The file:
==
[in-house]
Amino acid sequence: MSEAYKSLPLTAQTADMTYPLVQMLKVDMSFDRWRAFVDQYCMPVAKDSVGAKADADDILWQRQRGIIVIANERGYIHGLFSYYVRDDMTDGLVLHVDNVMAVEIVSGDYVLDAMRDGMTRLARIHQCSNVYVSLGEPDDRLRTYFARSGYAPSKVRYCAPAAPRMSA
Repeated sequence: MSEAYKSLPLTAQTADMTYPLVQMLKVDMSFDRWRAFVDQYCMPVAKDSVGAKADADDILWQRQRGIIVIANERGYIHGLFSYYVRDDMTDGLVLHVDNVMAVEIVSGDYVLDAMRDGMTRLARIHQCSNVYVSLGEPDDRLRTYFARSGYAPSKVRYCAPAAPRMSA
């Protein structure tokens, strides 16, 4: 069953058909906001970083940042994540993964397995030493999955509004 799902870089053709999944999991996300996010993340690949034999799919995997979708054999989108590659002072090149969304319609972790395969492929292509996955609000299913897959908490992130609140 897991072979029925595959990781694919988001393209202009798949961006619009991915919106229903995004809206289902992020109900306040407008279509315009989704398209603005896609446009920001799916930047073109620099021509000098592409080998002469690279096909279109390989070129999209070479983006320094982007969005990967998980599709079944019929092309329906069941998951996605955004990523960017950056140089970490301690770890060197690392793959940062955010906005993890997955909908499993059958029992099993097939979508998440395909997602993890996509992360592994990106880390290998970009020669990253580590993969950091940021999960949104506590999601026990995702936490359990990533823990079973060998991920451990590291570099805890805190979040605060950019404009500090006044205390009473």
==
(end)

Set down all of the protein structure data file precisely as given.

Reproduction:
[in-house]
Amino acid sequence: MSEAYKSLPLTAQTADMTYPLVQMLKVDMSFDRWRAFVDQYCMPVAKDSVGAKADADDILWQRQRGIIVIANERGYIHGLFSYYVRDDMTDGLVLHVDNVMAVEIVSGDYVLDAMRDGMTRLARIHQCSNVYVSLGEPDDRLRTYFARSGYAPSKVRYCAPAAPRMSA
Repeated sequence: MSEAYKSLPLTAQTADMTYPLVQMLKVDMSFDRWRAFVDQYCMPVAKDSVGAKADADDILWQRQRGIIVIANERGYIHGLFSYYVRDDMTDGLVLHVDNVMAVEIVSGDYVLDAMRDGMTRLARIHQCSNVYVSLGEPDDRLRTYFARSGYAPSKVRYCAPAAPRMSA
């Protein structure tokens, strides 16, 4: 069953058909906001970083940042994540993964397995030493999955509004 799902870089053709999944999991996300996010993340690949034999799919995997979708054999989108590659002072090149969304319609972790395969492929292509996955609000299913897959908490992130609140 897991072979029925595959990781694919988001393209202009798949961006619009991915919106229903995004809206289902992020109900306040407008279509315009989704398209603005896609446009920001799916930047073109620099021509000098592409080998002469690279096909279109390989070129999209070479983006320094982007969005990967998980599709079944019929092309329906069941998951996605955004990523960017950056140089970490301690770890060197690392793959940062955010906005993890997955909908499993059958029992099993097939979508998440395909997602993890996509992360592994990106880390290998970009020669990253580590993969950091940021999960949104506590999601026990995702936490359990990533823990079973060998991920451990590291570099805890805190979040605060950019404009500090006044205390009473």